Thursday, April 24
See No Evil, Hear No Evil: Audiovisual Evidence, Forensics, and Preservation in Law Enforcement    Snowden Becker
University of Texas, Austin

A growing inclination among state governments to mandate comprehensive audio- and videorecording of law enforcement activities such as traffic stops and suspect interrogations is generating a massive body of recorded material—a good portion of which must remain both secure and accessible indefinitely. The rapid proliferation of consumer-grade audiovisual technologies also means that more and more criminal evidence is created in proprietary--and quickly outdated—digital video formats. Clearly, law enforcement agencies are engaging with audiovisual preservation and management issues of a scope, scale, and urgency that far exceed those encountered in most traditional audiovisual archives. This paper examines aspects of police work with recorded evidence and its implications for the preservation community; it also explores the relevance of archival theory and practice to police evidence handling, and suggests ways in which our professional communities may work to mutual advantage. [back to schedule]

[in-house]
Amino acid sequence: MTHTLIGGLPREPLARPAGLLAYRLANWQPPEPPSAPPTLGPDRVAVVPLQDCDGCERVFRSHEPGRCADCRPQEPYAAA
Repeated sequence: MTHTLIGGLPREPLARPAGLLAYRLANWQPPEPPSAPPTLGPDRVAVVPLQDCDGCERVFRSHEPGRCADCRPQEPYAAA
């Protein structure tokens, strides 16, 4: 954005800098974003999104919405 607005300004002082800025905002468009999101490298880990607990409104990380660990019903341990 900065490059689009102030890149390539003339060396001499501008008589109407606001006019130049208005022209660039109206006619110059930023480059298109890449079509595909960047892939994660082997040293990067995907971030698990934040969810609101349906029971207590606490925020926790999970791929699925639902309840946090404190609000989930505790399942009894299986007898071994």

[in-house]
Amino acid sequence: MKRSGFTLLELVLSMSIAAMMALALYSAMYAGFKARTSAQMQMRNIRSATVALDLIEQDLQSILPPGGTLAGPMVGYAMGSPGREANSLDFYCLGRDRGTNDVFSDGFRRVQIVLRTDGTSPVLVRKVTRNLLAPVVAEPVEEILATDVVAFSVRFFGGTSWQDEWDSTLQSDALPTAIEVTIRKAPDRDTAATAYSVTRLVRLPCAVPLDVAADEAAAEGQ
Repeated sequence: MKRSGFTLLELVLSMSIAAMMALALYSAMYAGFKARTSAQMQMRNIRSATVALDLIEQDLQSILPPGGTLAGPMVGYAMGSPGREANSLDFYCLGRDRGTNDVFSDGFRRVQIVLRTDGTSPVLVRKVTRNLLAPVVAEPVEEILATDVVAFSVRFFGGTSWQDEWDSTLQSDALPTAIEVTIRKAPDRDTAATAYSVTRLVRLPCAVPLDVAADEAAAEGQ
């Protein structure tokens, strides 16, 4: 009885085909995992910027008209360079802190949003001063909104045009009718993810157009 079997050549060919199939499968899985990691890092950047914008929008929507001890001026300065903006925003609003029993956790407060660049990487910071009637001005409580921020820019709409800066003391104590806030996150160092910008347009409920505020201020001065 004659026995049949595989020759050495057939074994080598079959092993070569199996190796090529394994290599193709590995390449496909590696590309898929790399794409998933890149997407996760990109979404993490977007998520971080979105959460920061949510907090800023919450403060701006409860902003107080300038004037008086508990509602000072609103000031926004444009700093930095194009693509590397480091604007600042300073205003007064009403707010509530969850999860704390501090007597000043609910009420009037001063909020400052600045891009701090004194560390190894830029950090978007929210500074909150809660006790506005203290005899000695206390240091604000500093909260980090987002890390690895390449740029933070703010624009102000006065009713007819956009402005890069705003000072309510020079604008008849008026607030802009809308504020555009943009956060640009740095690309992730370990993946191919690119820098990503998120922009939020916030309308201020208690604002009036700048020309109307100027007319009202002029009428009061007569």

Development of the Audio-Visual Self-Assessment Program    Jennifer Hain Teper and Jimi Jones
University of Illinois at Urbana-Champaign